RECENT events in the turbulent world of politics have been seen to devastating effect in Afghanistan.

The incursion of the Taliban, ousted to the periphery some 20 years ago, towards the capital of Kabul has been swift and spectacular in its efficiency.

The lack of resistance surprising to both sides of the conflict, it seems.

Scenes at Kabul airport of citizens desperate to escape the country have been vivid. The Taliban has asked for calm and given reassurances that there will be no reprisals; an amnesty of sorts has been extended to all in the country.

The fragile, scaffolding of a westernised government has collapsed.

There are many questions that remain. Foremost, what is to be done of the hard-fought rights of women for equality including education and careers, and their love of sport?

The Taliban have pledged that women in Afghanistan will have rights “within the bounds of Islamic law,” or Shariah, under their newly established rule.

It is unclear exactly what form this will take going forward.

When the Taliban ruled Afghanistan in the past, they imposed a strict interpretation.

Women were not allowed to work outside the home or leave the house without a male guardian, eliminating schooling for girls, and publicly flogging people who violated the group’s morality code.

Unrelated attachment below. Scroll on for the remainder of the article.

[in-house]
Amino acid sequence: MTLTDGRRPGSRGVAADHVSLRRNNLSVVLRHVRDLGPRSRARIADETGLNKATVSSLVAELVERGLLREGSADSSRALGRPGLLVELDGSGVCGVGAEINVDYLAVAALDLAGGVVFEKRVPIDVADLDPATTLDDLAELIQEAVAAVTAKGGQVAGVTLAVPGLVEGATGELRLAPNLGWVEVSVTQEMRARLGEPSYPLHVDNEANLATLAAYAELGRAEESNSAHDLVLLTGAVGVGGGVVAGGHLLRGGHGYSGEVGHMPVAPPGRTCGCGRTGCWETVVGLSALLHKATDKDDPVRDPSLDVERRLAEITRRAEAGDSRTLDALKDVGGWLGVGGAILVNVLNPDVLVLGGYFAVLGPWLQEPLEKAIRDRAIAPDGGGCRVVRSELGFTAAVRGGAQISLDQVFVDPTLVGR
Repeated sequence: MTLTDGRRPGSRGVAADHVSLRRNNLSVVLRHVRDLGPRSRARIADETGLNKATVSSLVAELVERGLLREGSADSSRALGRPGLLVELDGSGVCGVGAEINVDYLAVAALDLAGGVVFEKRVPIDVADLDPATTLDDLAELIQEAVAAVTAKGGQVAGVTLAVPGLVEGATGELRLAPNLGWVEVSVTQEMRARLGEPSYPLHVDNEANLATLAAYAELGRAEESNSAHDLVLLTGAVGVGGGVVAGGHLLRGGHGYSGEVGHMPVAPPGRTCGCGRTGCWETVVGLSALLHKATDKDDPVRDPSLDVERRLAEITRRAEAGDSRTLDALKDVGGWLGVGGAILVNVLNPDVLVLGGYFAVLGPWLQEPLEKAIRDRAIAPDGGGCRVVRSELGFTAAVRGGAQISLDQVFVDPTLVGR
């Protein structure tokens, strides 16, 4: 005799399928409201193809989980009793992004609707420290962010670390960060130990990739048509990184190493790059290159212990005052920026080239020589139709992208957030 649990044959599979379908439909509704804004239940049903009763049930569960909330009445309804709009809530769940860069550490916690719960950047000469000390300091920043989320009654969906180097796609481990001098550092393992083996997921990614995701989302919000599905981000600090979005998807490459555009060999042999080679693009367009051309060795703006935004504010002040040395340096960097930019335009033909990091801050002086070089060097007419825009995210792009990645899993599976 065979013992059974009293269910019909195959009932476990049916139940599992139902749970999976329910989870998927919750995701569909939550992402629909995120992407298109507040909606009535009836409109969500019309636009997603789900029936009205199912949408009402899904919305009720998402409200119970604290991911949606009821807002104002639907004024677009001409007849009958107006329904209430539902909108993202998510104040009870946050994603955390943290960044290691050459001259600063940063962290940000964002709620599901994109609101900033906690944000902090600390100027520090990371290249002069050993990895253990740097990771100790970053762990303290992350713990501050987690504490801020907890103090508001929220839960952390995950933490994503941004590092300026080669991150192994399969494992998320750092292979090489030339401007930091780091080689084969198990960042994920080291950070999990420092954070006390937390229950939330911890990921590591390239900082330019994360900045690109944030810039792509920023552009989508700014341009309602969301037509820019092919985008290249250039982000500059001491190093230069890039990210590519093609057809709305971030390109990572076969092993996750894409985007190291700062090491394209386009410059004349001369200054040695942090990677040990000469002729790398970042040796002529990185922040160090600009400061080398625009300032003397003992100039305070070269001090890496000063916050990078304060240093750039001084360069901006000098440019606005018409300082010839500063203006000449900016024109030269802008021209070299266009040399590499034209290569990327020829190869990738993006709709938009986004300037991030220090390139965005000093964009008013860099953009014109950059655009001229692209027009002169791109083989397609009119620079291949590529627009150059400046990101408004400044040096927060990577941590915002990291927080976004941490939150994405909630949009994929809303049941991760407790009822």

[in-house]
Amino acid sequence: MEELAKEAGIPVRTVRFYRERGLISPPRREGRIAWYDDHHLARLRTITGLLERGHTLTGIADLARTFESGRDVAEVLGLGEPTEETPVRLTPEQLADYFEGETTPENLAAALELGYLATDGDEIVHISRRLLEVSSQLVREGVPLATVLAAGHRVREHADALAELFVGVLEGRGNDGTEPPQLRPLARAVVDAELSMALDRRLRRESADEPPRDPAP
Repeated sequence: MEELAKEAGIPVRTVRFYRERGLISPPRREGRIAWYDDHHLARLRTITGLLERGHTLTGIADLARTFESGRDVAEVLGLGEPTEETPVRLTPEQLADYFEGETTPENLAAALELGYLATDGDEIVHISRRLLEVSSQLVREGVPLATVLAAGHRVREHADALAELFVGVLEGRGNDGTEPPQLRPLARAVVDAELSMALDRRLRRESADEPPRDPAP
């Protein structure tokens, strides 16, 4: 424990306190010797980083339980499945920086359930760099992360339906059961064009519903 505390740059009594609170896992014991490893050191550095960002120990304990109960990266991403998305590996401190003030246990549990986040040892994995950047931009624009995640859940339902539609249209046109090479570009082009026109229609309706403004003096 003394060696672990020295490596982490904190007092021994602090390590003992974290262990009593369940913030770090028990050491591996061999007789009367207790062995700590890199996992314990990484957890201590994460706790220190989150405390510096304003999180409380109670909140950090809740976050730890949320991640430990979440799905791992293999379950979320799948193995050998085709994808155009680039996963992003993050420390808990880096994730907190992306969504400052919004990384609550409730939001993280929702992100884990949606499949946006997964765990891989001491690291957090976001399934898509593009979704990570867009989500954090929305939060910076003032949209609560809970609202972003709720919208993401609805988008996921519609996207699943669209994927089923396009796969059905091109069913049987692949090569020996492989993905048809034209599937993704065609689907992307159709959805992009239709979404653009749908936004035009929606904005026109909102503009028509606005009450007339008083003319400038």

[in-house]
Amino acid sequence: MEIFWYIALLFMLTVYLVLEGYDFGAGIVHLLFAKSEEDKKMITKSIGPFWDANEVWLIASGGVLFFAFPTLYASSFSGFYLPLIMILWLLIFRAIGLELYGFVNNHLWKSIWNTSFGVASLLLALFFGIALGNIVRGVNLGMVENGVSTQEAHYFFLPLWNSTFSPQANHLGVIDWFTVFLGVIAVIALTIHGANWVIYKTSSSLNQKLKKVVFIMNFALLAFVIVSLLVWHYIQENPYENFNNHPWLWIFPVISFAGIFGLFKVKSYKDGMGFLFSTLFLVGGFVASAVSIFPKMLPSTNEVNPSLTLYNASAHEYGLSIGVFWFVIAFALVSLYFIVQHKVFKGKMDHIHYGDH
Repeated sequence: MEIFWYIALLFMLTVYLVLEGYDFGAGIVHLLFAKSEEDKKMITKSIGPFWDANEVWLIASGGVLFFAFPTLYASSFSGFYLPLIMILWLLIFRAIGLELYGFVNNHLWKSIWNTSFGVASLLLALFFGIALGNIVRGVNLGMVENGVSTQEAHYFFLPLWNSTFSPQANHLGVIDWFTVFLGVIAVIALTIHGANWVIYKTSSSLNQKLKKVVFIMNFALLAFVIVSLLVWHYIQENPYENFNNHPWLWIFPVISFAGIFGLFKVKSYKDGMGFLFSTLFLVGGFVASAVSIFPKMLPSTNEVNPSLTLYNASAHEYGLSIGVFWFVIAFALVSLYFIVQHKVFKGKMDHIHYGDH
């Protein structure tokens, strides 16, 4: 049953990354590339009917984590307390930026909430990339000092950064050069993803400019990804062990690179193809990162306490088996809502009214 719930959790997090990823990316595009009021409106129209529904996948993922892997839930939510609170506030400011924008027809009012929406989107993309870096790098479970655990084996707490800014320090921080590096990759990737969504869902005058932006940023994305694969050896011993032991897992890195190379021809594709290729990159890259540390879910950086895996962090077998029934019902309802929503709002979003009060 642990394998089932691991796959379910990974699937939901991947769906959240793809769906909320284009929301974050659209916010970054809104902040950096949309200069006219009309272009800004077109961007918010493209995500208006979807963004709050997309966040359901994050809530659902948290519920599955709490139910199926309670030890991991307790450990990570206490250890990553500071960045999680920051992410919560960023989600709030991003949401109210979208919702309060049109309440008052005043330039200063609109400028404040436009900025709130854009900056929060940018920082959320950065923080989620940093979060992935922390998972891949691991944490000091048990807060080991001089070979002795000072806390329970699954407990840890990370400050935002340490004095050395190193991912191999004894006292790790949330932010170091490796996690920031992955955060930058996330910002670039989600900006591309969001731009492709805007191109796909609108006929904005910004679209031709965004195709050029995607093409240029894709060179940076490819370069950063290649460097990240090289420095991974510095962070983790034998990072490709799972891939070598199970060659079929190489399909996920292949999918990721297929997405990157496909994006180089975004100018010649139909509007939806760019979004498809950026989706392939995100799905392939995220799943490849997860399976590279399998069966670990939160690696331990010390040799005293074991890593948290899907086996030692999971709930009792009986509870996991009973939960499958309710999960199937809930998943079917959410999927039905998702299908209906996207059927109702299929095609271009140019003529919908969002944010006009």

Unsurprisingly, millions of Afghan women are terrified of a return to the past ways. And fearful of the reprisals that would accompany any protests to the contrary.

Shariah is based on the Quran, stories of the Prophet Muhammad’s life and the rulings of religious scholars, forming the moral and legal framework of Islam. The Quran details a path to a moral life, but not a specific set of laws.

One interpretation of Shariah could afford women extensive rights, while another could leave women with few. Critics have said that some of the Taliban restrictions on women under the guise of Islamic law went beyond the bounds of Shariah.

It does not forbid women to leave home without a male escort or bar them from working in most jobs.

When the Taliban controlled Afghanistan from 1996 to 2001, they banned television and most musical instruments. They established a department for the Promotion of Virtue and the Prevention of Vice based on a Saudi model.